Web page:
Corrie ten Boom was the late Dutch woman who, alongside her family, hid Jews in their home during the height of the Holocaust. She and her family were arrested and thrown into separate concentration camps for their actions. After Corrie was released, she wrote several books, including Don’t Wrestle, Just Nestle.

In this small but powerful book she writes, “Remember when Jesus told the parable of the vine and the branches in John 15? He said the secret to abundant living is in staying attached to the vine. An unattached branch has something to fear. Not only can it not produce fruit, but it will be burned in the fire. But an attached branch has no fears. All it has to do is nestle close to the vine, and the vine does all the work, sending its sap through the branch and producing luscious grapes. It is not the branch that produces the grapes, it is the vine.”

Jesus’ desire for His followers is that we trust Him and we bear fruit that brings Him glory. The production of fruit is not dependent upon us, and it is not to bring us honor. How often we think it is our responsibility to produce fruit and it is all about us!

It is based on this admonishment from the Lord, the True Vine, we derive the theme of the 2019 N.C. Baptist Women’s Retreat: Abide. Today our world and culture tell us to do anything but abide. We live in a do it yourself, you do you, pull up your bootstraps and get ‘er done world. This is the antithesis of what Jesus says when He says, “I am the vine, you are the branches; he who abides in Me and I in him, he bears much fruit, for apart from Me you can do nothing” (John 15:5). I always find it ironic in my own life that I want to accomplish much for the Lord, but I tend to trust my own abilities.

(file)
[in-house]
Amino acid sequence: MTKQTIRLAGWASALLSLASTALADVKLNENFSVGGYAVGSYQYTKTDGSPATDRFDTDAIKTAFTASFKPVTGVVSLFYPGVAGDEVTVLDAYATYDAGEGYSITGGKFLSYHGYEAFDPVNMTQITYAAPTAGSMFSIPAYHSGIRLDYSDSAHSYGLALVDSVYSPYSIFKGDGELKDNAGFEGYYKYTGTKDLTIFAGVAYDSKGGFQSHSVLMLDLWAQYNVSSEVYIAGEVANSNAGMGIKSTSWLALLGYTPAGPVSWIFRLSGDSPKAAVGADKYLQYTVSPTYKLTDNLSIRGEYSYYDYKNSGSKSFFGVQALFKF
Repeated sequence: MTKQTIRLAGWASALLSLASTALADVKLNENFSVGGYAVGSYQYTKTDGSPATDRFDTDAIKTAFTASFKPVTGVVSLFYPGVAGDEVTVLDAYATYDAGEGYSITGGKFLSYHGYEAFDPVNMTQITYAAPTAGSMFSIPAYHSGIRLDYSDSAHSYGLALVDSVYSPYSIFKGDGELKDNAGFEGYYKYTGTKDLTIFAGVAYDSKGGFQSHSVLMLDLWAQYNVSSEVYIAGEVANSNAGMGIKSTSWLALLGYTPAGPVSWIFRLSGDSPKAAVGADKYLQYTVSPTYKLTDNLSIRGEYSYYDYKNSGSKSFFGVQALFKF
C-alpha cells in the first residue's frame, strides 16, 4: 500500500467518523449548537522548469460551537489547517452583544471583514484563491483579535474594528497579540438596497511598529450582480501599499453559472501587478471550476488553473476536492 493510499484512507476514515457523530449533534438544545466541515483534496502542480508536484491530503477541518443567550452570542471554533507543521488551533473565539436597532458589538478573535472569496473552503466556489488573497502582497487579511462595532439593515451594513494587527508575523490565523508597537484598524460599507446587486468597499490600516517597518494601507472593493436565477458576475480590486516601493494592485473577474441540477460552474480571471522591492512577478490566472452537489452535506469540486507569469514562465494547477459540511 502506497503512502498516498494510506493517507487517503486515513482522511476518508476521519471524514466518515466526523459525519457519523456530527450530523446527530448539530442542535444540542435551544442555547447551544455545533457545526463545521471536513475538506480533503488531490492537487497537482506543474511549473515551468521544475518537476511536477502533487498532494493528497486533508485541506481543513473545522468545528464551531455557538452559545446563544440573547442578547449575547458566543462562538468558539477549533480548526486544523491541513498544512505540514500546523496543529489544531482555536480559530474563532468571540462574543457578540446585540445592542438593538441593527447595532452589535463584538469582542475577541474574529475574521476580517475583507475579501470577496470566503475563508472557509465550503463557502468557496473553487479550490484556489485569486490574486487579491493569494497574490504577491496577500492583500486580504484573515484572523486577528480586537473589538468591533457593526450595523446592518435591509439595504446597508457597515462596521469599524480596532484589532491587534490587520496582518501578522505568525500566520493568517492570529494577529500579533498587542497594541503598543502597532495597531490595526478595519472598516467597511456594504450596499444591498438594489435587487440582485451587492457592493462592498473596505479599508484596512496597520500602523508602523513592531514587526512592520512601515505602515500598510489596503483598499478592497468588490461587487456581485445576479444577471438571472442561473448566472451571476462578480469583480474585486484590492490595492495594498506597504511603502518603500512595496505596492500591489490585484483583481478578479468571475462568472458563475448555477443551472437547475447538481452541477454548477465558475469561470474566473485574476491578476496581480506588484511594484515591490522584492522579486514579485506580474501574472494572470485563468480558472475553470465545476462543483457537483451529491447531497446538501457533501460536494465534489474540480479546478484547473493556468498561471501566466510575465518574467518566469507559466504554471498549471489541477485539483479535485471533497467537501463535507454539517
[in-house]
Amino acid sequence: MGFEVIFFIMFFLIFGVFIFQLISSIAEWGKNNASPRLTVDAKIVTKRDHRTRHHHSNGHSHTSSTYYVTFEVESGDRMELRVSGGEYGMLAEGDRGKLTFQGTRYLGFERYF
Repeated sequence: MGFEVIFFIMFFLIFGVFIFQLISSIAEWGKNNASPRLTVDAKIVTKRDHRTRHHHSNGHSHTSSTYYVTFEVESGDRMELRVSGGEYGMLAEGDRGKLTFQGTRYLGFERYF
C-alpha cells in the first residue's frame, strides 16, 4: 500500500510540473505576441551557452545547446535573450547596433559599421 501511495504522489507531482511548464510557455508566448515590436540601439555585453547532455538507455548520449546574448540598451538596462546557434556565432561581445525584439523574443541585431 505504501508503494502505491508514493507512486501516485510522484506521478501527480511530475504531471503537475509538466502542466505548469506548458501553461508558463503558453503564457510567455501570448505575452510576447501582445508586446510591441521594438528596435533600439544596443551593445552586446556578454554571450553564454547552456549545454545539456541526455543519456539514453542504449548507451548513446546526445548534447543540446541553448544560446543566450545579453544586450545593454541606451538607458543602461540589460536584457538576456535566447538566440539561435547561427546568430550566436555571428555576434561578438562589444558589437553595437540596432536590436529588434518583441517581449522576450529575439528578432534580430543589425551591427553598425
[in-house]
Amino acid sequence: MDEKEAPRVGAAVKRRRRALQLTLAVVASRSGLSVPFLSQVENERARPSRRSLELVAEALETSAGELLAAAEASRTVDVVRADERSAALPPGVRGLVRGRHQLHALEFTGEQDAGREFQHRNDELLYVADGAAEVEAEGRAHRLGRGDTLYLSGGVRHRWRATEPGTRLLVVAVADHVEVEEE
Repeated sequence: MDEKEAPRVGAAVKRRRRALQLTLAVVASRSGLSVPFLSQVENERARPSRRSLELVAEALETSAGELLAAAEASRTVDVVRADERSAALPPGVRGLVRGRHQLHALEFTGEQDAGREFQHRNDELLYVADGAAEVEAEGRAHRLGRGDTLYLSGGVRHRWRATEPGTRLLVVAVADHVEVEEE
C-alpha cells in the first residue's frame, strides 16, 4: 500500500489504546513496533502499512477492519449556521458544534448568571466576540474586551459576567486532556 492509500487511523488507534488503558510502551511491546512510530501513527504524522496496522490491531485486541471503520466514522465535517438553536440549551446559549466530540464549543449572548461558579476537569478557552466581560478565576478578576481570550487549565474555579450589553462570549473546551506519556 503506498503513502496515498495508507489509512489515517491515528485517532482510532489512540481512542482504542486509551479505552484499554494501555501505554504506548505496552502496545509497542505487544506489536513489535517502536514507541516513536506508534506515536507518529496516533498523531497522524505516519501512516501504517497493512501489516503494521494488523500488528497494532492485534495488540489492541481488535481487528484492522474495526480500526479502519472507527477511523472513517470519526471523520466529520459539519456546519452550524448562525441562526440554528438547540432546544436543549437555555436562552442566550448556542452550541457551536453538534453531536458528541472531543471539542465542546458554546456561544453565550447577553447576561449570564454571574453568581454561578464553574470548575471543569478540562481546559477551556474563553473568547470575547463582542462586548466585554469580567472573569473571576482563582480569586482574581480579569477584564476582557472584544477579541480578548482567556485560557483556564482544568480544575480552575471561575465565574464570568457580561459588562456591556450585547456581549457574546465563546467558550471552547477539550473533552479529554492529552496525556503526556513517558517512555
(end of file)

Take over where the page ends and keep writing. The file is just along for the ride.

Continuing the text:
This happens not just with a test, but in so many areas of life. Daily we are faced with situations that leave us with one of two choices: to either abide in Jesus and trust that He is in control or to try to handle situations all on our own. The former choice leads to seeing the Lord at work in our situations and in our lives, while the latter never ends well.

This year’s women’s retreat will help each attendee learn practical principles of abiding in Christ. Through the main teaching sessions and breakout sessions, attendees will learn biblical principles and practical application of making abiding in Christ a daily reality.

As Jesus was speaking the words in John 15 to His disciples, the next three days of His death, burial and resurrection would take place. The same 11 disciples He spoke to would be the first charged to go and proclaim His gospel to the entire world. Certainly not a task or heart change they could do themselves. The power of God had to be at work in them as they followed obediently (John 15:4, 10, 16).

This is still true today. As we rest in Him, He uses us to bear much fruit for His glory (John 15:8).

Are you abiding in the Vine today?


by Ashley Allen  
Embrace Women’s Ministry  /  Baptist State Convention of North Carolina

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Join us Oct. 25-26 for the 2019 N.C. Baptist Women’s Retreat!

Email [email protected] or call (800) 395-5102, ext. 5558